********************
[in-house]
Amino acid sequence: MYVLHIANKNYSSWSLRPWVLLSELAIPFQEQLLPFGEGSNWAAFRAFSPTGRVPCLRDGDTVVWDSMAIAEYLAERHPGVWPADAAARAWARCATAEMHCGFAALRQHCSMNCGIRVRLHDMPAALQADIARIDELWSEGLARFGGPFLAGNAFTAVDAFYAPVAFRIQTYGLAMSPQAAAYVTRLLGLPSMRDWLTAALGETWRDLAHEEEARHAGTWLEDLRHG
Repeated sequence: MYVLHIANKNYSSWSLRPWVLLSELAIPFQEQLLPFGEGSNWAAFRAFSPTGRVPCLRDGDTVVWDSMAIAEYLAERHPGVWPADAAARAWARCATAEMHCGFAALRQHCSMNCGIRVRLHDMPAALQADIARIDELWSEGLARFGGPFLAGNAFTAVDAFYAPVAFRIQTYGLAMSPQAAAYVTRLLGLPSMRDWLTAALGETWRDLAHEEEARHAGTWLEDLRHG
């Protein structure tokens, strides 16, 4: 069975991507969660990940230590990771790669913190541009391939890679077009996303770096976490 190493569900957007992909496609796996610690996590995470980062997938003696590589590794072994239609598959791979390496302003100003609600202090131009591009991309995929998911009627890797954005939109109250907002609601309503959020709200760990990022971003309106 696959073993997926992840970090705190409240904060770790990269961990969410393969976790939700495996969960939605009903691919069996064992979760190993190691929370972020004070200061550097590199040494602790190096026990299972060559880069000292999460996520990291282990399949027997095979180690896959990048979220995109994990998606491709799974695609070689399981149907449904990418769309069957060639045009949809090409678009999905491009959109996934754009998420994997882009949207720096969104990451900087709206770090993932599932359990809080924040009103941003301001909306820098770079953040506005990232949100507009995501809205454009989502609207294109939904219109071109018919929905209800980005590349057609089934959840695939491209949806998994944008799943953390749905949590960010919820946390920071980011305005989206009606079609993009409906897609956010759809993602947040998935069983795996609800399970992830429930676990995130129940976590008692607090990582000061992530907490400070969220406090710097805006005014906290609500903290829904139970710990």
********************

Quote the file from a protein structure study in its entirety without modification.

[in-house]
Amino acid sequence: MYVLHIANKNYSSWSLRPWVLLSELAIPFQEQLLPFGEGSNWAAFRAFSPTGRVPCLRDGDTVVWDSMAIAEYLAERHPGVWPADAAARAWARCATAEMHCGFAALRQHCSMNCGIRVRLHDMPAALQADIARIDELWSEGLARFGGPFLAGNAFTAVDAFYAPVAFRIQTYGLAMSPQAAAYVTRLLGLPSMRDWLTAALGETWRDLAHEEEARHAGTWLEDLRHG
Repeated sequence: MYVLHIANKNYSSWSLRPWVLLSELAIPFQEQLLPFGEGSNWAAFRAFSPTGRVPCLRDGDTVVWDSMAIAEYLAERHPGVWPADAAARAWARCATAEMHCGFAALRQHCSMNCGIRVRLHDMPAALQADIARIDELWSEGLARFGGPFLAGNAFTAVDAFYAPVAFRIQTYGLAMSPQAAAYVTRLLGLPSMRDWLTAALGETWRDLAHEEEARHAGTWLEDLRHG
């Protein structure tokens, strides 16, 4: 069975991507969660990940230590990771790669913190541009391939890679077009996303770096976490 190493569900957007992909496609796996610690996590995470980062997938003696590589590794072994239609598959791979390496302003100003609600202090131009591009991309995929998911009627890797954005939109109250907002609601309503959020709200760990990022971003309106 696959073993997926992840970090705190409240904060770790990269961990969410393969976790939700495996969960939605009903691919069996064992979760190993190691929370972020004070200061550097590199040494602790190096026990299972060559880069000292999460996520990291282990399949027997095979180690896959990048979220995109994990998606491709799974695609070689399981149907449904990418769309069957060639045009949809090409678009999905491009959109996934754009998420994997882009949207720096969104990451900087709206770090993932599932359990809080924040009103941003301001909306820098770079953040506005990232949100507009995501809205454009989502609207294109939904219109071109018919929905209800980005590349057609089934959840695939491209949806998994944008799943953390749905949590960010919820946390920071980011305005989206009606079609993009409906897609956010759809993602947040998935069983795996609800399970992830429930676990995130129940976590008692607090990582000061992530907490400070969220406090710097805006005014906290609500903290829904139970710990």